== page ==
Nitrate-polluted groundwater poses a real problem

200 million tons of excrement in Germany

With the increasing demand for animal products, feedstock is also rising. This creates a real problem. The 200 million tons of manure that occur each year in Germany alone, must also be dumped somewhere – in the truest sense of the word. In traditional farming the extremely nitrogenous manure were spread on the fields as fertilizer, and today it’s still mostly like that. The plants absorb the nitrogen and are accelerated in growth.

Polluted drinking water

But if the ground is exposed to more nitrate than the plants can absorb, the remainder is washed into the groundwater. A high nitrate level in the soil is poisonous to many plants. In lakes and rivers it kills fish and in the drinking water it’s harmful to humans. In recent years new anaerobic digestion plants have been built, in which the manure is converted into biogas. What remains is the fermentation residue, which can also be spread on fields. The problem: the nitrogen is not consumed in the biogas process, but remains in the digestate. With the result that fertilizing with too much digestate, also contributes to nitrate pollution.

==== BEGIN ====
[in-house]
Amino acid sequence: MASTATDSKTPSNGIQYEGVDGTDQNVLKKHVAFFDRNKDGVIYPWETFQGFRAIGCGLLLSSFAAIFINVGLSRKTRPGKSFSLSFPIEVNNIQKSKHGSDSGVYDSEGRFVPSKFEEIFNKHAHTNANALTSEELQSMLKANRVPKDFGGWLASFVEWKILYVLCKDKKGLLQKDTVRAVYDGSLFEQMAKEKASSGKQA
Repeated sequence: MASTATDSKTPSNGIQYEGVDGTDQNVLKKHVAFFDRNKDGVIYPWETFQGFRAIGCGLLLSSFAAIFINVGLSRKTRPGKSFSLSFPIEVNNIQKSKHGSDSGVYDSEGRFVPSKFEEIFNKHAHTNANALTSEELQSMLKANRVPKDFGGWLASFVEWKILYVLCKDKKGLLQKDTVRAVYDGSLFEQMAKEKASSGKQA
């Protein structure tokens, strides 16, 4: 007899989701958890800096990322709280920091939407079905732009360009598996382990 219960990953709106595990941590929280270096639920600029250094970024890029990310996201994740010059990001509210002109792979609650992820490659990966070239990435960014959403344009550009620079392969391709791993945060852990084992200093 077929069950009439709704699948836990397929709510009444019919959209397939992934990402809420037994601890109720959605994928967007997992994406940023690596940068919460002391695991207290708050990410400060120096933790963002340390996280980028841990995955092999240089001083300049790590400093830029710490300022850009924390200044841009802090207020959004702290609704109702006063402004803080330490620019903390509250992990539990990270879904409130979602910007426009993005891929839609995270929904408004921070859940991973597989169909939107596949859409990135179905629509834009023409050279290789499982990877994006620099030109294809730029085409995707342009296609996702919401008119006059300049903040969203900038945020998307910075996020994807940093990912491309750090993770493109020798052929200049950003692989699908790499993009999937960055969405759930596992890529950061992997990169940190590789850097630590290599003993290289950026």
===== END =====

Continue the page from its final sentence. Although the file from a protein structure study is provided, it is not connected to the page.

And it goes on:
Botres biorefineries recycle 100% of the fermentation residue

Botres biorefineries produce clean water, fertilizer, but also essential food proteins and amino acids from the fermentation residue. Our largest facility already treats 1,000 tons of digestate per day. 2/3 is converted into clean water. The remaining high-quality fertilizer can be used where it’s really needed.